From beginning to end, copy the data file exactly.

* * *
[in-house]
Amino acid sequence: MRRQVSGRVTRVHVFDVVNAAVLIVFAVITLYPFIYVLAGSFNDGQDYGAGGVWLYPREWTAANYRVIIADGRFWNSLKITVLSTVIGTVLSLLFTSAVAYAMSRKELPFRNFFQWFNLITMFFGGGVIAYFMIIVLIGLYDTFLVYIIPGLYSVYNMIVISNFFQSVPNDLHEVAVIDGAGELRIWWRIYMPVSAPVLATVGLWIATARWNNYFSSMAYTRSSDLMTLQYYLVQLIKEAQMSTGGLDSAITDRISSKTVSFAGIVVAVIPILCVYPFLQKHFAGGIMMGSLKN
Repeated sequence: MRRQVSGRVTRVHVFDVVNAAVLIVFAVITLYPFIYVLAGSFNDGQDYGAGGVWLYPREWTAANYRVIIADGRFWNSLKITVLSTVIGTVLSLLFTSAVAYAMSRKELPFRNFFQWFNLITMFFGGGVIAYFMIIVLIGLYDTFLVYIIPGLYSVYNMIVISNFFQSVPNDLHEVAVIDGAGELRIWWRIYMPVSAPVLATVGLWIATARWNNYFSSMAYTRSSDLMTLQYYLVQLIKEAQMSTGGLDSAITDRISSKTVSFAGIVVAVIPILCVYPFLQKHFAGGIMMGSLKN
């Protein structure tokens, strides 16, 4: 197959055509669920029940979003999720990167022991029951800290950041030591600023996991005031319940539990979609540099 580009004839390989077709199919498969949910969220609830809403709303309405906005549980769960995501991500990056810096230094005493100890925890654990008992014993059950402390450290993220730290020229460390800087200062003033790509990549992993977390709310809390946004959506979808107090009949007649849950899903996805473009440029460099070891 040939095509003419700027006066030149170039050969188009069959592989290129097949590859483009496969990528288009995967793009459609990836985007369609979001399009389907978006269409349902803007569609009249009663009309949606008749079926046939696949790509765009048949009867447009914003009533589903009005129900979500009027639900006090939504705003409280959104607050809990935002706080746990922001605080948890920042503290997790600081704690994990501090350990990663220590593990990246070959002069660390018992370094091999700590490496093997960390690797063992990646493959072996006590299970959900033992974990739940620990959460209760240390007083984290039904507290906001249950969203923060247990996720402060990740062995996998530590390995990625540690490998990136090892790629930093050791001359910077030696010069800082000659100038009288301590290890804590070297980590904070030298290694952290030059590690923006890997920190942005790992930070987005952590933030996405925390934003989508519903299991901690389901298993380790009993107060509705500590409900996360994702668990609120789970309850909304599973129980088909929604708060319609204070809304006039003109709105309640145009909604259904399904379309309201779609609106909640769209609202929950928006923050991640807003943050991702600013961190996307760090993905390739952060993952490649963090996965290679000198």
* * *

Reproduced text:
[in-house]
Amino acid sequence: MRRQVSGRVTRVHVFDVVNAAVLIVFAVITLYPFIYVLAGSFNDGQDYGAGGVWLYPREWTAANYRVIIADGRFWNSLKITVLSTVIGTVLSLLFTSAVAYAMSRKELPFRNFFQWFNLITMFFGGGVIAYFMIIVLIGLYDTFLVYIIPGLYSVYNMIVISNFFQSVPNDLHEVAVIDGAGELRIWWRIYMPVSAPVLATVGLWIATARWNNYFSSMAYTRSSDLMTLQYYLVQLIKEAQMSTGGLDSAITDRISSKTVSFAGIVVAVIPILCVYPFLQKHFAGGIMMGSLKN
Repeated sequence: MRRQVSGRVTRVHVFDVVNAAVLIVFAVITLYPFIYVLAGSFNDGQDYGAGGVWLYPREWTAANYRVIIADGRFWNSLKITVLSTVIGTVLSLLFTSAVAYAMSRKELPFRNFFQWFNLITMFFGGGVIAYFMIIVLIGLYDTFLVYIIPGLYSVYNMIVISNFFQSVPNDLHEVAVIDGAGELRIWWRIYMPVSAPVLATVGLWIATARWNNYFSSMAYTRSSDLMTLQYYLVQLIKEAQMSTGGLDSAITDRISSKTVSFAGIVVAVIPILCVYPFLQKHFAGGIMMGSLKN
């Protein structure tokens, strides 16, 4: 197959055509669920029940979003999720990167022991029951800290950041030591600023996991005031319940539990979609540099 580009004839390989077709199919498969949910969220609830809403709303309405906005549980769960995501991500990056810096230094005493100890925890654990008992014993059950402390450290993220730290020229460390800087200062003033790509990549992993977390709310809390946004959506979808107090009949007649849950899903996805473009440029460099070891 040939095509003419700027006066030149170039050969188009069959592989290129097949590859483009496969990528288009995967793009459609990836985007369609979001399009389907978006269409349902803007569609009249009663009309949606008749079926046939696949790509765009048949009867447009914003009533589903009005129900979500009027639900006090939504705003409280959104607050809990935002706080746990922001605080948890920042503290997790600081704690994990501090350990990663220590593990990246070959002069660390018992370094091999700590490496093997960390690797063992990646493959072996006590299970959900033992974990739940620990959460209760240390007083984290039904507290906001249950969203923060247990996720402060990740062995996998530590390995990625540690490998990136090892790629930093050791001359910077030696010069800082000659100038009288301590290890804590070297980590904070030298290694952290030059590690923006890997920190942005790992930070987005952590933030996405925390934003989508519903299991901690389901298993380790009993107060509705500590409900996360994702668990609120789970309850909304599973129980088909929604708060319609204070809304006039003109709105309640145009909604259904399904379309309201779609609106909640769209609202929950928006923050991640807003943050991702600013961190996307760090993905390739952060993952490649963090996965290679000198």